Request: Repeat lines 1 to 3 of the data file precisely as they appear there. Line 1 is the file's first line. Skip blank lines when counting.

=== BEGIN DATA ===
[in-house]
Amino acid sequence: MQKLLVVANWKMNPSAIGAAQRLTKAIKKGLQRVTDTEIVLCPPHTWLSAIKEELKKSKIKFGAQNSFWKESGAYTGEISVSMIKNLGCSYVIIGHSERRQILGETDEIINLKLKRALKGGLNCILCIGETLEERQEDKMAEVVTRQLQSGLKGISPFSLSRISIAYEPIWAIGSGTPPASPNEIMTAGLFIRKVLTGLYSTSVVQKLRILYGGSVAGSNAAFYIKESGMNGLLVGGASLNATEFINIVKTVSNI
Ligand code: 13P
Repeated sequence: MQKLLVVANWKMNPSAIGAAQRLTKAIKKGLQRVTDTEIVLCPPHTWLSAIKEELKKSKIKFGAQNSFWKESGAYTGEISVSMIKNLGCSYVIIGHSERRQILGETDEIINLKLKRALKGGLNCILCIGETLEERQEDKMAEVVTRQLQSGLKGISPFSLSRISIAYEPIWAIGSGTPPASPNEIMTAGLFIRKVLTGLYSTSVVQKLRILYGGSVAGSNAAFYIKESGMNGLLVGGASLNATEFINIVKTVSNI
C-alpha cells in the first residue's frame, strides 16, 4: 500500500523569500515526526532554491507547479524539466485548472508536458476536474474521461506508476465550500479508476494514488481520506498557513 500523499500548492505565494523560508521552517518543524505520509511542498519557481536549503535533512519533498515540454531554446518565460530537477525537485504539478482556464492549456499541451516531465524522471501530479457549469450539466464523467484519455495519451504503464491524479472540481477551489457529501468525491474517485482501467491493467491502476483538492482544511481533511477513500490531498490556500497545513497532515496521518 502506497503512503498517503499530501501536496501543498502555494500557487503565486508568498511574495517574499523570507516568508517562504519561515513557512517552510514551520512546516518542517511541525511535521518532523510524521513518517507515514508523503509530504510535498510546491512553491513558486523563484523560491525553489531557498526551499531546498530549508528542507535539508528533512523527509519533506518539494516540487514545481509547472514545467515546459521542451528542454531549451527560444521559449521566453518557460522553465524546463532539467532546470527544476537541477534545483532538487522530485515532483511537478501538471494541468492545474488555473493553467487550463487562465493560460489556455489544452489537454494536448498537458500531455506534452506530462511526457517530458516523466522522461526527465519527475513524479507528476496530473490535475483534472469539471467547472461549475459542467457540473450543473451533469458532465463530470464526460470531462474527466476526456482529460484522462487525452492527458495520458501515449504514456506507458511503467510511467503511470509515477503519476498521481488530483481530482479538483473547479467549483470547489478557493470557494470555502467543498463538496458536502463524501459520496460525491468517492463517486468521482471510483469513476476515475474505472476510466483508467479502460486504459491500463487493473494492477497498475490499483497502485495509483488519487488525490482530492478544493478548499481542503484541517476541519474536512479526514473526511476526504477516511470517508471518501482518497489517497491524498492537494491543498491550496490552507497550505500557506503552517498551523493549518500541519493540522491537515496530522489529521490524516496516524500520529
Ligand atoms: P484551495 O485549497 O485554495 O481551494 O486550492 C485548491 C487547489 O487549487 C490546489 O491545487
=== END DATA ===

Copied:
[in-house]
Amino acid sequence: MQKLLVVANWKMNPSAIGAAQRLTKAIKKGLQRVTDTEIVLCPPHTWLSAIKEELKKSKIKFGAQNSFWKESGAYTGEISVSMIKNLGCSYVIIGHSERRQILGETDEIINLKLKRALKGGLNCILCIGETLEERQEDKMAEVVTRQLQSGLKGISPFSLSRISIAYEPIWAIGSGTPPASPNEIMTAGLFIRKVLTGLYSTSVVQKLRILYGGSVAGSNAAFYIKESGMNGLLVGGASLNATEFINIVKTVSNI
Ligand code: 13P